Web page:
This is part two of a series of short non technical photography tutorials for beginner photographers.
The Aperture setting on your DSLR or Mirrorless camera is used to adjust how wide the iris on your lens opens, I know I said these tutorials will be non technical however in this example I must use some technical terms to help explain the reason for the numbers appearing wrong way round. You can see in the image below that the f stop (The number prefixed by f/) indicates how wide that opening is, you may also notice that the smaller the number the wider the iris/aperture, although this seems counter intuitive or the wrong way around it is because the f/ is focal length and the number after it is a fraction of that focal length. To try and keep this as untech as possible let me use a 50mm lens as an example.
If you set the aperture on a 50mm lens to f/2 that means the aperture would be 25mms in width, 50mm divided by 2 = 25mm or 1/2 of 50mm and if you set the aperture to f/11 on the same lens then the aperture would be 4.54 mm or 1/11th of 50mm. Hopefully you can now see why the numbers seem the wrong way round and not worry too much about it and just remember that the smaller the number the wider the aperture.
Effects of Aperture.
Aperture affects the outcome of your images in three basic ways:
This is pretty self explanatory, the wider the aperture the more light that your cameras sensor receives, this is particularly useful when shooting in low light conditions where you can open your aperture up, let more light in and therefore maintain a reasonable shutter speed (See Shutter Speed Tutorial here ) to help prevent camera shake or motion blur and still get a properly exposed image.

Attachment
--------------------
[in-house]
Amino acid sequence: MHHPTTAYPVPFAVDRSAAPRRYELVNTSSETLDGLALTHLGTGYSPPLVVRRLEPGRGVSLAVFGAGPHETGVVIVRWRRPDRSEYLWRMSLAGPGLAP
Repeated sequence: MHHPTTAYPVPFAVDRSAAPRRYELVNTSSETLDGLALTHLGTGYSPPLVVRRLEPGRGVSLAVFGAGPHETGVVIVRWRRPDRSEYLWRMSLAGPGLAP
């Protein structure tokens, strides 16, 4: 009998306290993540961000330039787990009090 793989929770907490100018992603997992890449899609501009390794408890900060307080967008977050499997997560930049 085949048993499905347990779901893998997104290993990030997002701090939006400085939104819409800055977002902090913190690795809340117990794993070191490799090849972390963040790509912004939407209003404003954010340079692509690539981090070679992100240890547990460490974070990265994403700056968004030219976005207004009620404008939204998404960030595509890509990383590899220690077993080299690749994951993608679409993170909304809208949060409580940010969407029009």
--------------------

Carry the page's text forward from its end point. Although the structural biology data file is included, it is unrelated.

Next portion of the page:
On the flip side you could use your aperture to decrease the amount of light on a very bright day or in a very brightly lit situation so that your image does not end up overexposed or to create a more dramatic looking image.
2.) Focus Amount.
By Focus Amount I mean the amount of the image that is in focus or in photographic terms, the depth of field. In the image below of Max, the Depth Of Field is indicated by the red lines and starts just in front of Max and ends just behind his head and is referred to as a shallow depth of field, you will notice that anything beyond those lines is out of focus and is due to the wide aperture setting of f/2.8 . In the image below titled One Tree Hill, the Depth Of Field is much wider and there is no real need to use red lines to indicate where it starts and ends as almost all of the image is in focus and this is due to the use of a small aperture of only f/11
Bokeh is the quality of the blur produced in the out of focus parts of an image and is produced by the aperture setting and the characteristics of the build of a lens, it can also be affected by the distance the subject is from the background and a few other things that are more advanced and not something to go into now. So to put it in simple terms in the image below of the Caper White Butterfly the blurry green and yellow background is the Bokeh and in this particular case it is referred to as creamy Bokeh and is very pleasing to the eye. This image was created again with a 50mm lens with a macro filter attached and an aperture of f/5.6, the background was quite a distance away from the subject which all came together to create the beautiful creamy Bokeh.
Part Three in the series will be Using ISO Setting. If you would like to learn more about Aperture Priority then visit my other site here https://roanephoto.com/photography-tip-aperture-priority-when-and-why-to-use-it/